Prince Charles promises to listen to Canadians coming to terms with 'darker aspects of past' on royal tour

The Prince of Wales has promised to listen to Canadians coming “to terms with the darker and more difficult aspects of the past”


Charles and Camilla were greeted by officials, including Canada’s Prime Minister, Justin Trudeau, when they landed in Newfoundland ahead of their three-day royal tour.

Their trip has a big focus on indigenous communities and Charles suggested he is willing to listen to their concerns.

Last summer, protesters toppled statues of Queen Elizabeth II and Queen Victoria over the discovery of mass graves of indigenous children who were sent to residential schools in the 19th and 20th centuries.

The Duke and Duchess of Cambridge and the Earl and Countess of Wessex faced protests on royal tours to the Caribbean earlier this year over the British monarchy’s historical links to the slave trade.

This week’s trip could help to reconcile the relationship between the different communities living in Canada.

Prince Charles and Camilla in Canada
Prince Charles and Camilla in Canada
Charles addressing servicemen in Canada
Charles addressing servicemen in Canada

On Tuesday, Charles and Camilla took part in a solemn ceremony in the Heart Garden, which was unveiled in 2019 in memory of children who died while trapped in the residential school system.

The Heart Garden is also a place which honours survivors and victims’ families.

A moment of silence was observed, before local schoolchildren planted paper hearts in the garden with special messages written on them.

The Prince of Wales said: “We must find new ways to come to terms with the darker and more difficult past: acknowledging, reconciling and striving to do better. It is a process that starts with listening”.

The tour comes to celebrate the Queen's Platinum Jubilee, as Her Majesty is the first British and Canadian monarch to mark 70 years of service.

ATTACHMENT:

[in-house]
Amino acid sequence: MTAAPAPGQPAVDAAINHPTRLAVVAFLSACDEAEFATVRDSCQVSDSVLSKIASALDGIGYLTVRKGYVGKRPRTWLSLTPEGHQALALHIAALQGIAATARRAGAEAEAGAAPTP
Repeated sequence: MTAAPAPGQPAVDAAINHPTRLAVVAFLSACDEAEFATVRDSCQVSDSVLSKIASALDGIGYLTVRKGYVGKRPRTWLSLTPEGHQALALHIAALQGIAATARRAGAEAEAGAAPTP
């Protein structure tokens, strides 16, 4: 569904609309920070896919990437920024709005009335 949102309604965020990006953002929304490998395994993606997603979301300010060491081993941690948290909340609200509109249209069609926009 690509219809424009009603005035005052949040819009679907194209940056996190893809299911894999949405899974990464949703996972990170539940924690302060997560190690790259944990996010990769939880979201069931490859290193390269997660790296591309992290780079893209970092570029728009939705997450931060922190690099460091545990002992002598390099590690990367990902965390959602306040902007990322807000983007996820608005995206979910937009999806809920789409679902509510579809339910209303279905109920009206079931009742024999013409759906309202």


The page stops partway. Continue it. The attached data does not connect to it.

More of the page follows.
The Duke and Duchess of Cornwall attended an Official Welcome Ceremony in Newfoundland where the royal couple were entertained by lively performances featuring traditional songs and stories.

Charles stuck to tradition, inspected a guard of honour, and took part in a royal salute.

Back in Government House, Charles showed his support for Canada’s wool industry after he helped launch ‘Campaign for Wool Canada’ during his visit to the country in 2014.

The Campaign aims to raise awareness of the “unique, natural, and sustainable benefits of wool”.

The Prince of Wales met with a knitting circle of NONIA knitters, a century-old non-profit organisation which, in 1948, gifted the then Princess Elizabeth a baby cardigan for her son.

The Prince of Wales was shown a replica of his former garment, as well as needle-felted Canadian wool sculptures of himself and the Queen.

The sculpture was created especially for her Platinum Jubilee.

Charles and Camilla unveiled a bronze marker at the Commonwealth Walkway, where trees have been planted for the Queen’s Green Canopy – an initiative that encourages people across the world to “plant a tree for the Jubilee”.

They then visited a small fishing village located on the east end of St John’s, Quidi Vidi Village, where they spoke to residents and stopped to chat with local fishermen and vendors along the village’s boardwalk.

The Mayor of St John’s, Mayor Danny Breen, suggested a royal visit helps to boost businesses and the public profile of a community off the beaten track.

Charles and Camilla on tour in North America
Charles and Camilla on tour in North America
Charles making a speech
Charles making a speech

He told GB News: “A visit of this type shines the international spotlight on us and we get the opportunity to show people what they can find here and hopefully they’ll visit us and [for] most people that visit us it is a trip of a lifetime."

The Prince of Wales and the Duchess of Cornwall visited the Quidi Vidi Village Artisan Studios which helps emerging artists and craftspeople to turn “their handmade products into sustainable businesses”.

The organisation, built on the site of a former fishing plantation, also aims to advance the region’s tourism industry.

The coronavirus pandemic was a big blow for tourism in the area, but locals hope the royal tour will bring people back.

Melissa Tarrant, Business Mentor and Programme Manager for the Quidi Vidi Village Artisan Studios who met Charles and Camilla, told GB News the royal visit is “great timing” and hopes the attention they received will help increase visitor numbers.

The royal couple got the chance to sample an Iceberg beer from a local brewery, made from 20,000-year-old water harvested from icebergs which migrate seasonally to Newfoundland and Labrador.

The Prince of Wales and the Duchess of Cornwall will visit Ottawa, Canada’s Capital Region, on Wednesday.